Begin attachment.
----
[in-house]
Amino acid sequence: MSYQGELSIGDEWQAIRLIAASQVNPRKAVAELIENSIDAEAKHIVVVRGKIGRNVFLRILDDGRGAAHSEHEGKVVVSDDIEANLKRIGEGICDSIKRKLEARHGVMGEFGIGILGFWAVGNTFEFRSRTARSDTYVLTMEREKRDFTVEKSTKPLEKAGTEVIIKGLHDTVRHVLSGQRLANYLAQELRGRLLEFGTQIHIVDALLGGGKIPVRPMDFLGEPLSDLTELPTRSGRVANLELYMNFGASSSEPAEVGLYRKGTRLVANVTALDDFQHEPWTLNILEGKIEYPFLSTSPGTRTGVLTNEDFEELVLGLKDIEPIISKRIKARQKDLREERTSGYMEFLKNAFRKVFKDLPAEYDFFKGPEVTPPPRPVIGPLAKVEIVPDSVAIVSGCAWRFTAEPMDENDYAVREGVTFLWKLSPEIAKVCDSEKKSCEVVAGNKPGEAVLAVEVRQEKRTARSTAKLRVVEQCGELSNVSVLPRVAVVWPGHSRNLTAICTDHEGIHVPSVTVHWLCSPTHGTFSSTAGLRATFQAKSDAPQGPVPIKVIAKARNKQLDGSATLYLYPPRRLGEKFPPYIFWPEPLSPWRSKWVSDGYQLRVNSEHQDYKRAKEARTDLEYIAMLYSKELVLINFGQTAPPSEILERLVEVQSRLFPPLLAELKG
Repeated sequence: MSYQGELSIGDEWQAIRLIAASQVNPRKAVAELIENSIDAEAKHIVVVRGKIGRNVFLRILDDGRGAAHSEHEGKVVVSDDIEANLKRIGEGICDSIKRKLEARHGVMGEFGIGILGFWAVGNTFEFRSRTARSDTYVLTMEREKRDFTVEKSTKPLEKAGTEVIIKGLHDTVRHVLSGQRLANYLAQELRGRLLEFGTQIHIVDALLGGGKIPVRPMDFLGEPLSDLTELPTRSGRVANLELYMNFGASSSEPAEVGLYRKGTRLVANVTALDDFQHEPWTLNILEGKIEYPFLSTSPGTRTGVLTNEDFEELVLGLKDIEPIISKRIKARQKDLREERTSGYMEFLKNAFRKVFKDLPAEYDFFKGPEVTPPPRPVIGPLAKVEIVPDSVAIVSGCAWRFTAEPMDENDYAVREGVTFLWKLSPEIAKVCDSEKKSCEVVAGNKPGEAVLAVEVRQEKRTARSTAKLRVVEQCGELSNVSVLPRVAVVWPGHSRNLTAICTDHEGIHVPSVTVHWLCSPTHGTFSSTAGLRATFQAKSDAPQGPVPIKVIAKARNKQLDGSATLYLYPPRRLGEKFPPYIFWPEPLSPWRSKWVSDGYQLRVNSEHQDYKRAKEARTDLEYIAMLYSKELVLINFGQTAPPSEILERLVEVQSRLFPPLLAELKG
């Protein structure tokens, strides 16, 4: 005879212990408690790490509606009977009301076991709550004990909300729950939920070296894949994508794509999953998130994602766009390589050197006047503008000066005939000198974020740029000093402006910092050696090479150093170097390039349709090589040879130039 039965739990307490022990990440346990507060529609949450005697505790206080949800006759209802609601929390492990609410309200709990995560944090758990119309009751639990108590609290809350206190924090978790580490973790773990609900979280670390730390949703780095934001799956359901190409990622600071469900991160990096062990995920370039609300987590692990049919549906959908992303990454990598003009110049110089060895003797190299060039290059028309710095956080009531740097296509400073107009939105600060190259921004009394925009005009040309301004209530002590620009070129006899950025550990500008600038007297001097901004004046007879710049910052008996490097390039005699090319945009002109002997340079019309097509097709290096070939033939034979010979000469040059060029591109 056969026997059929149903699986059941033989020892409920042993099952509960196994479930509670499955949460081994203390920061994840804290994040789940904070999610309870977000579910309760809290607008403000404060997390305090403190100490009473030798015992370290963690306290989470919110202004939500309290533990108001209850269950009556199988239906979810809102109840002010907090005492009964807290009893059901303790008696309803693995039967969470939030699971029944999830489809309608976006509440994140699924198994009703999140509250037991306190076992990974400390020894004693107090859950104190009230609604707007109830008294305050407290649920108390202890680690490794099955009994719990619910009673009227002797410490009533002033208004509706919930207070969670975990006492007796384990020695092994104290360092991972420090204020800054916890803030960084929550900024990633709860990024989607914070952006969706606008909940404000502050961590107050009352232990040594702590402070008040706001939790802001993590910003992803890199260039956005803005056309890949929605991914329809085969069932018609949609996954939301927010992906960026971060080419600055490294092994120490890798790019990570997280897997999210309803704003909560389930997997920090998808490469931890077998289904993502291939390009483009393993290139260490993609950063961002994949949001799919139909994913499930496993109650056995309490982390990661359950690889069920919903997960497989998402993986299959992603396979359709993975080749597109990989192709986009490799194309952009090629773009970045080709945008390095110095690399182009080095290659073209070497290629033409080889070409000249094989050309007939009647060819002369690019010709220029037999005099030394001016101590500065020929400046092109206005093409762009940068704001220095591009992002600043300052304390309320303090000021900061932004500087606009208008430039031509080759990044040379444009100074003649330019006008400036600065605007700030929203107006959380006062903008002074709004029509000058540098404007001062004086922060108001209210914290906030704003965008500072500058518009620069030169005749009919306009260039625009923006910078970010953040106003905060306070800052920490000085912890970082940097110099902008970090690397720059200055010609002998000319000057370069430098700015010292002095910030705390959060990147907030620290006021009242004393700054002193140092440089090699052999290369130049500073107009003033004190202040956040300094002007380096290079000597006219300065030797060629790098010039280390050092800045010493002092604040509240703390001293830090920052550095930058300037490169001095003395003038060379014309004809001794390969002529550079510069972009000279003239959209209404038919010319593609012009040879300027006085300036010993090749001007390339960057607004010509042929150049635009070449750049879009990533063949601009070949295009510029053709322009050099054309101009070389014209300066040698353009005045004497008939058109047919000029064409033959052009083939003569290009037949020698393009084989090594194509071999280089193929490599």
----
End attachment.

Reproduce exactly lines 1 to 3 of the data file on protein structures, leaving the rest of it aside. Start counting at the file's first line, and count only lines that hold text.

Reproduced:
[in-house]
Amino acid sequence: MSYQGELSIGDEWQAIRLIAASQVNPRKAVAELIENSIDAEAKHIVVVRGKIGRNVFLRILDDGRGAAHSEHEGKVVVSDDIEANLKRIGEGICDSIKRKLEARHGVMGEFGIGILGFWAVGNTFEFRSRTARSDTYVLTMEREKRDFTVEKSTKPLEKAGTEVIIKGLHDTVRHVLSGQRLANYLAQELRGRLLEFGTQIHIVDALLGGGKIPVRPMDFLGEPLSDLTELPTRSGRVANLELYMNFGASSSEPAEVGLYRKGTRLVANVTALDDFQHEPWTLNILEGKIEYPFLSTSPGTRTGVLTNEDFEELVLGLKDIEPIISKRIKARQKDLREERTSGYMEFLKNAFRKVFKDLPAEYDFFKGPEVTPPPRPVIGPLAKVEIVPDSVAIVSGCAWRFTAEPMDENDYAVREGVTFLWKLSPEIAKVCDSEKKSCEVVAGNKPGEAVLAVEVRQEKRTARSTAKLRVVEQCGELSNVSVLPRVAVVWPGHSRNLTAICTDHEGIHVPSVTVHWLCSPTHGTFSSTAGLRATFQAKSDAPQGPVPIKVIAKARNKQLDGSATLYLYPPRRLGEKFPPYIFWPEPLSPWRSKWVSDGYQLRVNSEHQDYKRAKEARTDLEYIAMLYSKELVLINFGQTAPPSEILERLVEVQSRLFPPLLAELKG
Repeated sequence: MSYQGELSIGDEWQAIRLIAASQVNPRKAVAELIENSIDAEAKHIVVVRGKIGRNVFLRILDDGRGAAHSEHEGKVVVSDDIEANLKRIGEGICDSIKRKLEARHGVMGEFGIGILGFWAVGNTFEFRSRTARSDTYVLTMEREKRDFTVEKSTKPLEKAGTEVIIKGLHDTVRHVLSGQRLANYLAQELRGRLLEFGTQIHIVDALLGGGKIPVRPMDFLGEPLSDLTELPTRSGRVANLELYMNFGASSSEPAEVGLYRKGTRLVANVTALDDFQHEPWTLNILEGKIEYPFLSTSPGTRTGVLTNEDFEELVLGLKDIEPIISKRIKARQKDLREERTSGYMEFLKNAFRKVFKDLPAEYDFFKGPEVTPPPRPVIGPLAKVEIVPDSVAIVSGCAWRFTAEPMDENDYAVREGVTFLWKLSPEIAKVCDSEKKSCEVVAGNKPGEAVLAVEVRQEKRTARSTAKLRVVEQCGELSNVSVLPRVAVVWPGHSRNLTAICTDHEGIHVPSVTVHWLCSPTHGTFSSTAGLRATFQAKSDAPQGPVPIKVIAKARNKQLDGSATLYLYPPRRLGEKFPPYIFWPEPLSPWRSKWVSDGYQLRVNSEHQDYKRAKEARTDLEYIAMLYSKELVLINFGQTAPPSEILERLVEVQSRLFPPLLAELKG